We sometimes wonder what goes through our young son’s head during our travels. He won’t remember these early trips – the ten European countries he visited before his second birthday, the African safaris and boat trips, the sojourns in New England to visit his grandparents – but does he enjoy these travels in the moment?
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For a while as Munchkin progressed through infancy and towards pre-toddlerhood, we were convinced that each stage of his development was about as good as could be imagined. He seemed to get cuter with each developmental leap and at each stage we consciously tried to savor the moment because we found it difficult to envision us being more enraptured with him when he ceased being so tiny and cuddly. His imperiousness once he hit toddlerhood and the whining that accompanied his frustrations at being unable to communicate his desires reinforced the perception that some of the best moments of parenthood were behind us. But now that he has become a regular chatterbox, we are back to thinking that this is as good as it gets – he may no longer be the cute little ball of snuggles he was when he was born, but he is certainly much more fun to interact with.
We’re both adventurers at heart, always seeking out new terrain to explore. We caught the travel bug young and clearly haven’t shaken it yet, but given our nomadic lifestyle, there is something inherently appealing – even comforting – about returning to the same place year after year. At least S feels that way. Three summers ago, she spent a week with her family on Deer Isle – an idyllic spot on the Maine coast – and has returned two of the last three years despite the fact that D has yet to be able to join or even make up his mind about the annual tradition.
“We need to buy more carrots at the Embassy,” Munchkin exclaimed after fishing the last of the thinly shredded orange vegetables out of S’s salad bowl, tilting his head back, and swallowing them with relish. Wrong venue, but how many two-and-a-half-year-olds have the word “embassy” in their vocabulary?
According to a recent study, “traveling will help you lose weight, feel younger, and have more sex.” Now, the word ‘study’ here has to be taken with a large grain of salt — the survey in question was carried out by Expedia, which has a pretty direct interest in getting people to travel more. Given how much delicious food we ate in Paris, we’re not sure that the first claim stands up to scrutiny, but our recent trip did make us feel younger — not so much because we were traveling, but more so because we were traveling without our son.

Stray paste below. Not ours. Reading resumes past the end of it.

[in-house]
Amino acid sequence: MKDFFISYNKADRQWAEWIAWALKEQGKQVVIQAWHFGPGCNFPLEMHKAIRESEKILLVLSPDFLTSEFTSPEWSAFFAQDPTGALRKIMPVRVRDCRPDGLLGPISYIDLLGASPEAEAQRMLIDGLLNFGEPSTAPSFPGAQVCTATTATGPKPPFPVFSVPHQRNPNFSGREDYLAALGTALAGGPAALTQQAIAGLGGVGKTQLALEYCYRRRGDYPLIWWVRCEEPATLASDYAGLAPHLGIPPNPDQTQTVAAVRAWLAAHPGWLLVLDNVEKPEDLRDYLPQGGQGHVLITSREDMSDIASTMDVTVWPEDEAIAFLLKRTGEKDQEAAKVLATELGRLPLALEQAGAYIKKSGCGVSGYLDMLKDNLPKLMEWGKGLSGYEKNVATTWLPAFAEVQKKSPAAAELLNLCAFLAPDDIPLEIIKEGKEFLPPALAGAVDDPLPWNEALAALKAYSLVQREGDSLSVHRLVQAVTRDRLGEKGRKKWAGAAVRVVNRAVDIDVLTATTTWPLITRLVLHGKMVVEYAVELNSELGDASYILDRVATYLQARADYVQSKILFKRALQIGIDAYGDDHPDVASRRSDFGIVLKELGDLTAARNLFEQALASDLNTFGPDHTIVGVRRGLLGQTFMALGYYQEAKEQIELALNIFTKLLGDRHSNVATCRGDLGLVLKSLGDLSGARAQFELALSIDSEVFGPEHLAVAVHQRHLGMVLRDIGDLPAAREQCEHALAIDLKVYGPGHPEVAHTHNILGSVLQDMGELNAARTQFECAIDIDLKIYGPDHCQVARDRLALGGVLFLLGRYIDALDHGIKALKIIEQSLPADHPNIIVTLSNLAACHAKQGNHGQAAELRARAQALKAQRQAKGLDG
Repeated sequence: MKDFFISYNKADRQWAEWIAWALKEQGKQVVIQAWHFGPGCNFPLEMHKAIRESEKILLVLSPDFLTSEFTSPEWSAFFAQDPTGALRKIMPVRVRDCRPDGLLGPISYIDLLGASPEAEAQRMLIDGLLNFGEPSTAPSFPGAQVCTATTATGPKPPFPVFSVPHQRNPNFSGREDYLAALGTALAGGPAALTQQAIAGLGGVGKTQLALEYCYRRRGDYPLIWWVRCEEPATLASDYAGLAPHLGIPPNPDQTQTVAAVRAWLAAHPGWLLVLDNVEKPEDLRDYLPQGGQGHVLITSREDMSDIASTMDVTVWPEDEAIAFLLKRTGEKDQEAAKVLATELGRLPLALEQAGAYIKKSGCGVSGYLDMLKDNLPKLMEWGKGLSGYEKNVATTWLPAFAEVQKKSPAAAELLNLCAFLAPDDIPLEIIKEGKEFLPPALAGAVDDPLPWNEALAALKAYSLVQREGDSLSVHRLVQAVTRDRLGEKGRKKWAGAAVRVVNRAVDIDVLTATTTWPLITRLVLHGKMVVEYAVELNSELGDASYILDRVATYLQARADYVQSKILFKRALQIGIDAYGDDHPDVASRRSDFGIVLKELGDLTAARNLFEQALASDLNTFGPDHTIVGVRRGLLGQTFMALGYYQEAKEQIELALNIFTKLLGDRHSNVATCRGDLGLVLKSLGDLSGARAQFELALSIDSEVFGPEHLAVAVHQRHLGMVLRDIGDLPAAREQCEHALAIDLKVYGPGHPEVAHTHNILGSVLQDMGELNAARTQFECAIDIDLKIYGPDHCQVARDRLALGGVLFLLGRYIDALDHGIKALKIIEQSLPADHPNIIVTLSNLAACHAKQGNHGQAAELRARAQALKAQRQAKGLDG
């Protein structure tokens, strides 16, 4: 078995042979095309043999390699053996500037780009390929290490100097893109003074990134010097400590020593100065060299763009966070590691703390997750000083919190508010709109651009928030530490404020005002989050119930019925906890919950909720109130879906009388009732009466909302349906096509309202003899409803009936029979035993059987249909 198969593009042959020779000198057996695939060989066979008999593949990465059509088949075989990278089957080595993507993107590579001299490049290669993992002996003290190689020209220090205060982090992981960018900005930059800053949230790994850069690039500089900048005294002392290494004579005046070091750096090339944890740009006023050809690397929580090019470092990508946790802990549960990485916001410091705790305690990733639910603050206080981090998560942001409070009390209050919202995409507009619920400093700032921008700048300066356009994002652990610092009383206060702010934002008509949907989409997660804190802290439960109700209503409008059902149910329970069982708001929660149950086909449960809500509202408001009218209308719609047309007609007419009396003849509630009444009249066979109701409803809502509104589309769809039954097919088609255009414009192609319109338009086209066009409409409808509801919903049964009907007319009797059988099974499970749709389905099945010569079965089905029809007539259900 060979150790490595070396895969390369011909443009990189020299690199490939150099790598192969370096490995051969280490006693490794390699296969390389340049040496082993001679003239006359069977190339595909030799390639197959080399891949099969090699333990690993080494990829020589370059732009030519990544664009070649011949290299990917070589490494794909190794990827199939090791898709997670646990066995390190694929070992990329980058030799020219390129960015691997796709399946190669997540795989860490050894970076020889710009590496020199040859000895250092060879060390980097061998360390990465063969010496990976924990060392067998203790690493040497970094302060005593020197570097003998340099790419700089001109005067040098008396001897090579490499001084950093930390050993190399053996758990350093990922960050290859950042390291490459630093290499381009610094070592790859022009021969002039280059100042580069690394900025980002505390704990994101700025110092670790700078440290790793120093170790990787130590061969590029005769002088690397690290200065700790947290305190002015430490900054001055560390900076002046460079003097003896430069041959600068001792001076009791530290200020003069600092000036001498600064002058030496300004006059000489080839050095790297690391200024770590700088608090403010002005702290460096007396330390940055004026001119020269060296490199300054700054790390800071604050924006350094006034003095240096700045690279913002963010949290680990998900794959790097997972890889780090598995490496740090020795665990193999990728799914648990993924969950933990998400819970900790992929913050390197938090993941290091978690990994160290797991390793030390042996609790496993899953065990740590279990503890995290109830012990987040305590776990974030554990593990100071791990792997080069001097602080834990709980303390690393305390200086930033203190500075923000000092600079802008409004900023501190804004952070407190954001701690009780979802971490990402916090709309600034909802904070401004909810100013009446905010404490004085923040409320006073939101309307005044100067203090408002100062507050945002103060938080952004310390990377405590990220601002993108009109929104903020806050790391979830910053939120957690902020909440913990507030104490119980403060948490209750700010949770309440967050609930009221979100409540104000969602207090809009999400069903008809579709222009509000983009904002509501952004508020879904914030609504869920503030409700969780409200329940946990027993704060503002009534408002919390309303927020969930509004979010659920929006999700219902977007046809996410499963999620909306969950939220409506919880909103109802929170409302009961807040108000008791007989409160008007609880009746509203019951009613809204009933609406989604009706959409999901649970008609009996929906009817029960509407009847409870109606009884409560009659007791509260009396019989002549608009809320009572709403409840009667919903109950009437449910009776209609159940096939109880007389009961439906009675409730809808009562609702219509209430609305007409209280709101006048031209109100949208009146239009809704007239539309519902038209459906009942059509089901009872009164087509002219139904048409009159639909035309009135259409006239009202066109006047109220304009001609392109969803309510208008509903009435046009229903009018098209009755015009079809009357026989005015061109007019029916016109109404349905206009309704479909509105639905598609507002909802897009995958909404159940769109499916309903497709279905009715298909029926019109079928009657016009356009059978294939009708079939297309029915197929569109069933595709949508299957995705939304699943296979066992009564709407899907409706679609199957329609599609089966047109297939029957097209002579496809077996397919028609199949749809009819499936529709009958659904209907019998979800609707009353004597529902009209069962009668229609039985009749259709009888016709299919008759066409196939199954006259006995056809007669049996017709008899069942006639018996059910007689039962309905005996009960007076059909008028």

This week marks the 5th anniversary of D’s entry into the Foreign Service. While our first two tours flew by at breakneck speed, with hardly a break between them, the last half-year of language training has offered a measure of calm. Emerging from a long winter and even longer break in our travels, we are looking forward to the new adventures that await. Rwanda beckons this summer, and before we turn our attention to Africa there is also an overseas language immersion trip in our more immediate future.
With the holidays upon us, Munchkin’s toy collection has expanded appreciably, threatening to overwhelm the already cramped play space we have carved out of our small DC apartment. The best thing about the new additions is that as Munchkin has gotten older, the toys have become progressively better. He still gets a kick out of many of his baby toys — the ones that light up and jangle incessantly; fortunately, he is also interested in the toys aimed at the age range just above his, which makes play time much more exciting for us.
Talking with a friend whose son neared his fourth birthday around the time Munchkin just began crawling, D asked if his friend still found himself amazed whenever his son learned a new skill. “Every day,” the friend responded, “It never ceases to amaze me how his mind works — how he figures things out and masters the world around him.” In the short week since we’ve returned from our travels, Munchkin has found dozens of new ways to amaze us.